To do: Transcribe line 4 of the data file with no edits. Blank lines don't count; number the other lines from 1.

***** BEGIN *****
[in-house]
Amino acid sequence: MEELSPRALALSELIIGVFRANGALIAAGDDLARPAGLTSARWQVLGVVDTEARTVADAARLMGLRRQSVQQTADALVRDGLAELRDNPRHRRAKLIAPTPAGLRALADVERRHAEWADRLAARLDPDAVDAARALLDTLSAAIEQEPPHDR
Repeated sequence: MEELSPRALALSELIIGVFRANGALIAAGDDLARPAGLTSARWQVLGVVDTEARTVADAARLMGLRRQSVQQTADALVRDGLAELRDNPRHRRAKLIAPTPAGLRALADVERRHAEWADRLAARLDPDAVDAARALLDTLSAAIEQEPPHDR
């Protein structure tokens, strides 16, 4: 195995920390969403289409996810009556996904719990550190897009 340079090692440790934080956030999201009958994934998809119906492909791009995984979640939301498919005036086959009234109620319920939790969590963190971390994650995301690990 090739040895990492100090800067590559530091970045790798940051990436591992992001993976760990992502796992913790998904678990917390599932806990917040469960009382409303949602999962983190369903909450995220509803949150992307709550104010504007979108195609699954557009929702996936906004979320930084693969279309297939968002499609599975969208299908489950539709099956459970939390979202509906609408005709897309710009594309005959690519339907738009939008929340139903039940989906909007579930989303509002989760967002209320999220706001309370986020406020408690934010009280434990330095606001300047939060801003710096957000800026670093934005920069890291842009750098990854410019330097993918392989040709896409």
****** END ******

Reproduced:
């Protein structure tokens, strides 16, 4: 195995920390969403289409996810009556996904719990550190897009 340079090692440790934080956030999201009958994934998809119906492909791009995984979640939301498919005036086959009234109620319920939790969590963190971390994650995301690990 090739040895990492100090800067590559530091970045790798940051990436591992992001993976760990992502796992913790998904678990917390599932806990917040469960009382409303949602999962983190369903909450995220509803949150992307709550104010504007979108195609699954557009929702996936906004979320930084693969279309297939968002499609599975969208299908489950539709099956459970939390979202509906609408005709897309710009594309005959690519339907738009939008929340139903039940989906909007579930989303509002989760967002209320999220706001309370986020406020408690934010009280434990330095606001300047939060801003710096957000800026670093934005920069890291842009750098990854410019330097993918392989040709896409």